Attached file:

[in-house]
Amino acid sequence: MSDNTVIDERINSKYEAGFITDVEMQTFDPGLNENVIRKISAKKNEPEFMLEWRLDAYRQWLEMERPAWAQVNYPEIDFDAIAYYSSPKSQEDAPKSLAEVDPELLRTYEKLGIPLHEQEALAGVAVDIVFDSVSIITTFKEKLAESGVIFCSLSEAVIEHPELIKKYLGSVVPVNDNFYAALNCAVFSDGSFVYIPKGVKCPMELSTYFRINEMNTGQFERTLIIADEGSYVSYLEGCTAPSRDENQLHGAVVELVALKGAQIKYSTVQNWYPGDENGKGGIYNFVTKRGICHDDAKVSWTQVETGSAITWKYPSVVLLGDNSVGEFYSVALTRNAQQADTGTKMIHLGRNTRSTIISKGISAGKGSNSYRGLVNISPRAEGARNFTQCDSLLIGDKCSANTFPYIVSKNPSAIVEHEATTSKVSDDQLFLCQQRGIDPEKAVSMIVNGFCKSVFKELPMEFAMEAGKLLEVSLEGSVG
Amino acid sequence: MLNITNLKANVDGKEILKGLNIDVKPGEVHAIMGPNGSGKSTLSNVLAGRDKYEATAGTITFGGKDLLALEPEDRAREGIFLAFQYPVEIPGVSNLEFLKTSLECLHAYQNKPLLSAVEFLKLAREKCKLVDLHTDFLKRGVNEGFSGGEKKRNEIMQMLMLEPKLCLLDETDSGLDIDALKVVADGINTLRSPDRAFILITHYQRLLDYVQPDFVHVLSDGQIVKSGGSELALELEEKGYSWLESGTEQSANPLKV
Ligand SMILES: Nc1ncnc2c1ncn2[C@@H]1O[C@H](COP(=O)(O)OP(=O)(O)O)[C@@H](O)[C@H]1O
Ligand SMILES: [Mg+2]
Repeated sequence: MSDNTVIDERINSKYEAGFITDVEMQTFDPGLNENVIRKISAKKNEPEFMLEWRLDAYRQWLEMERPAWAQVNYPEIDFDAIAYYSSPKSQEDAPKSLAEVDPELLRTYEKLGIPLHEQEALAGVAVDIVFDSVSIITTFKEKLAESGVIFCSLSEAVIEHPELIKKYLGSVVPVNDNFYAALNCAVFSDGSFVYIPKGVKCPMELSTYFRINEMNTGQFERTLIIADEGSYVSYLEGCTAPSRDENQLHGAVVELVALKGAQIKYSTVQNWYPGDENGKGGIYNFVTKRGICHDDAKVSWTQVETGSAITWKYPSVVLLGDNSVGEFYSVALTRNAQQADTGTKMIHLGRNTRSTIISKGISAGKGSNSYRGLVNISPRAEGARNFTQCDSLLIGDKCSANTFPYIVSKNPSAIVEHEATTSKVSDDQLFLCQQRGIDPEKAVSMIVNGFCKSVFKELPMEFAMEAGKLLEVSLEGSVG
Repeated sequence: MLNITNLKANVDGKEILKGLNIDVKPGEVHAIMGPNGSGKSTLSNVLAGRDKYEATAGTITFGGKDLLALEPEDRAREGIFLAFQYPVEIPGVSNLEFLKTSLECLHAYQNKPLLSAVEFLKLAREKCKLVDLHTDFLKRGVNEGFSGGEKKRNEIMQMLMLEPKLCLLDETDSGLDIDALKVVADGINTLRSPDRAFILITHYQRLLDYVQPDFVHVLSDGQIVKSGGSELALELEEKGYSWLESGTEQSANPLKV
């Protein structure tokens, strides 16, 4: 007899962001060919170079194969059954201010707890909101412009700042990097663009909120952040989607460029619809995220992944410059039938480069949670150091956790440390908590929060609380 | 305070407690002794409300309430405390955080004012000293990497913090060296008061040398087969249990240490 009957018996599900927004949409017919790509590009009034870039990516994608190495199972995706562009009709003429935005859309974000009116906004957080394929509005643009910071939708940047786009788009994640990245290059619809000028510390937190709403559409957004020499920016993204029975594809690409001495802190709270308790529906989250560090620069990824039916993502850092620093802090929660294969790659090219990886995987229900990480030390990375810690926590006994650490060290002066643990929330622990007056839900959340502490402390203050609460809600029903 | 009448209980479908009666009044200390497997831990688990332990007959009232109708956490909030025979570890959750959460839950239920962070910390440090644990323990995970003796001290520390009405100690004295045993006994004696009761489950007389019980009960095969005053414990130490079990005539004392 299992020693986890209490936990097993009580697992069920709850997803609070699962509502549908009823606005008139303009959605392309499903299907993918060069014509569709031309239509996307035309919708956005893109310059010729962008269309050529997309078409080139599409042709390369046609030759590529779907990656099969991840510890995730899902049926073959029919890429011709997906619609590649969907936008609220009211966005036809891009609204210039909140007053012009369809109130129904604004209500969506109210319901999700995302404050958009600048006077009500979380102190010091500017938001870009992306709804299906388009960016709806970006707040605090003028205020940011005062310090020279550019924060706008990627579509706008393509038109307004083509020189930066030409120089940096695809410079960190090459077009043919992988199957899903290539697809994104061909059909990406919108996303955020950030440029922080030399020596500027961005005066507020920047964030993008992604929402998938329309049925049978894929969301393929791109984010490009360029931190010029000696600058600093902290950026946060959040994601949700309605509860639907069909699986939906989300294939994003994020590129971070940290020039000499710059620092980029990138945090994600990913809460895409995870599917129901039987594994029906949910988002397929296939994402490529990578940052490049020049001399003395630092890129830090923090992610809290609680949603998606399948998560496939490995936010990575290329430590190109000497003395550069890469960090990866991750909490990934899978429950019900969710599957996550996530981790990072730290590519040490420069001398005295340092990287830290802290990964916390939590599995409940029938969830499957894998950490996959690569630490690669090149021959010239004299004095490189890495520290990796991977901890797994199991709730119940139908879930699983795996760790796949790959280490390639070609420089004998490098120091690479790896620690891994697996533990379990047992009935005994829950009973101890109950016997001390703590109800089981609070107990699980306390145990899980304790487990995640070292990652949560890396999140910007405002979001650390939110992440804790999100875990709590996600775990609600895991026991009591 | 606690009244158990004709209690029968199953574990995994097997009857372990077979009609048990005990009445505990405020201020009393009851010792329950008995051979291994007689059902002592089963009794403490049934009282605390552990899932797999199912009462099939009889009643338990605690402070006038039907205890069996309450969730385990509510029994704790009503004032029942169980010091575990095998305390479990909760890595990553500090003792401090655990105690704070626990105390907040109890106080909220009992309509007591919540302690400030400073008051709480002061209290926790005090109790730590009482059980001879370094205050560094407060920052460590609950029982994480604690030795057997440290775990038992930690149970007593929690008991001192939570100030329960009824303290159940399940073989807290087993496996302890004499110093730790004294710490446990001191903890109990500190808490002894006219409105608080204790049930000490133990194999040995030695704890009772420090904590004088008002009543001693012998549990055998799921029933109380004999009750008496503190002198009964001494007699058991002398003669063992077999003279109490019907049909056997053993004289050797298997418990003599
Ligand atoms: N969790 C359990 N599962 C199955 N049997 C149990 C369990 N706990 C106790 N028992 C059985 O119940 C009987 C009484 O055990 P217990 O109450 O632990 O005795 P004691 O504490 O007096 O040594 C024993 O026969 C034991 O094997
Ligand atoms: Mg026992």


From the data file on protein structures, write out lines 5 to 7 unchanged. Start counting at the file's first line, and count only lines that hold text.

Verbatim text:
Ligand SMILES: [Mg+2]
Repeated sequence: MSDNTVIDERINSKYEAGFITDVEMQTFDPGLNENVIRKISAKKNEPEFMLEWRLDAYRQWLEMERPAWAQVNYPEIDFDAIAYYSSPKSQEDAPKSLAEVDPELLRTYEKLGIPLHEQEALAGVAVDIVFDSVSIITTFKEKLAESGVIFCSLSEAVIEHPELIKKYLGSVVPVNDNFYAALNCAVFSDGSFVYIPKGVKCPMELSTYFRINEMNTGQFERTLIIADEGSYVSYLEGCTAPSRDENQLHGAVVELVALKGAQIKYSTVQNWYPGDENGKGGIYNFVTKRGICHDDAKVSWTQVETGSAITWKYPSVVLLGDNSVGEFYSVALTRNAQQADTGTKMIHLGRNTRSTIISKGISAGKGSNSYRGLVNISPRAEGARNFTQCDSLLIGDKCSANTFPYIVSKNPSAIVEHEATTSKVSDDQLFLCQQRGIDPEKAVSMIVNGFCKSVFKELPMEFAMEAGKLLEVSLEGSVG
Repeated sequence: MLNITNLKANVDGKEILKGLNIDVKPGEVHAIMGPNGSGKSTLSNVLAGRDKYEATAGTITFGGKDLLALEPEDRAREGIFLAFQYPVEIPGVSNLEFLKTSLECLHAYQNKPLLSAVEFLKLAREKCKLVDLHTDFLKRGVNEGFSGGEKKRNEIMQMLMLEPKLCLLDETDSGLDIDALKVVADGINTLRSPDRAFILITHYQRLLDYVQPDFVHVLSDGQIVKSGGSELALELEEKGYSWLESGTEQSANPLKV